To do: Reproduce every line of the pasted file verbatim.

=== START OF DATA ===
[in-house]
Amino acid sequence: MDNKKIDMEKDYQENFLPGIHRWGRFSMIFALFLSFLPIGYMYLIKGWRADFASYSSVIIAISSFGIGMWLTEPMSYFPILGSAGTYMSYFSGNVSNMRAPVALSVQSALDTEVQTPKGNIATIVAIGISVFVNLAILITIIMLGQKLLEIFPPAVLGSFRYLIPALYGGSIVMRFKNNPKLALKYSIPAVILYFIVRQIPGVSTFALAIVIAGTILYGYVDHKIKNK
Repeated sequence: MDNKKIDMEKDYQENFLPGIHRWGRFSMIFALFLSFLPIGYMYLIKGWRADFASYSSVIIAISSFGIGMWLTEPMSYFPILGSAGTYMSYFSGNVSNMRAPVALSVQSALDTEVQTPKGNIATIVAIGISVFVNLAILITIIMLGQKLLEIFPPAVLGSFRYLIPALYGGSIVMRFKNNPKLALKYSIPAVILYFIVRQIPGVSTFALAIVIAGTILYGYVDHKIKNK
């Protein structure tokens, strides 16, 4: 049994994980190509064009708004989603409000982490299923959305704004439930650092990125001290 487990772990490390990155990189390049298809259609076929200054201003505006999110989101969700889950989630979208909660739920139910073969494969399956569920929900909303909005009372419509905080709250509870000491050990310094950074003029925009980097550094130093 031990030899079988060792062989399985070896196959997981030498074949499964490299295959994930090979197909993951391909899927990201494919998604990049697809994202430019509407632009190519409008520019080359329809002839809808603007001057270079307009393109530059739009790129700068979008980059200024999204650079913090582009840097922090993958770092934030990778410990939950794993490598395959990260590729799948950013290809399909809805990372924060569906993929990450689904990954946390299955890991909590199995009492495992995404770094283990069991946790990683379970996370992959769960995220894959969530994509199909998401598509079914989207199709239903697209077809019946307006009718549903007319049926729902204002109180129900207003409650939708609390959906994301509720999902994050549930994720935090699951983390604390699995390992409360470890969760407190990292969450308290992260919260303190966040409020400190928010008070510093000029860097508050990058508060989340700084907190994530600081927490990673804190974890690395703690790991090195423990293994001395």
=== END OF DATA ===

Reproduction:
[in-house]
Amino acid sequence: MDNKKIDMEKDYQENFLPGIHRWGRFSMIFALFLSFLPIGYMYLIKGWRADFASYSSVIIAISSFGIGMWLTEPMSYFPILGSAGTYMSYFSGNVSNMRAPVALSVQSALDTEVQTPKGNIATIVAIGISVFVNLAILITIIMLGQKLLEIFPPAVLGSFRYLIPALYGGSIVMRFKNNPKLALKYSIPAVILYFIVRQIPGVSTFALAIVIAGTILYGYVDHKIKNK
Repeated sequence: MDNKKIDMEKDYQENFLPGIHRWGRFSMIFALFLSFLPIGYMYLIKGWRADFASYSSVIIAISSFGIGMWLTEPMSYFPILGSAGTYMSYFSGNVSNMRAPVALSVQSALDTEVQTPKGNIATIVAIGISVFVNLAILITIIMLGQKLLEIFPPAVLGSFRYLIPALYGGSIVMRFKNNPKLALKYSIPAVILYFIVRQIPGVSTFALAIVIAGTILYGYVDHKIKNK
């Protein structure tokens, strides 16, 4: 049994994980190509064009708004989603409000982490299923959305704004439930650092990125001290 487990772990490390990155990189390049298809259609076929200054201003505006999110989101969700889950989630979208909660739920139910073969494969399956569920929900909303909005009372419509905080709250509870000491050990310094950074003029925009980097550094130093 031990030899079988060792062989399985070896196959997981030498074949499964490299295959994930090979197909993951391909899927990201494919998604990049697809994202430019509407632009190519409008520019080359329809002839809808603007001057270079307009393109530059739009790129700068979008980059200024999204650079913090582009840097922090993958770092934030990778410990939950794993490598395959990260590729799948950013290809399909809805990372924060569906993929990450689904990954946390299955890991909590199995009492495992995404770094283990069991946790990683379970996370992959769960995220894959969530994509199909998401598509079914989207199709239903697209077809019946307006009718549903007319049926729902204002109180129900207003409650939708609390959906994301509720999902994050549930994720935090699951983390604390699995390992409360470890969760407190990292969450308290992260919260303190966040409020400190928010008070510093000029860097508050990058508060989340700084907190994530600081927490990673804190974890690395703690790991090195423990293994001395």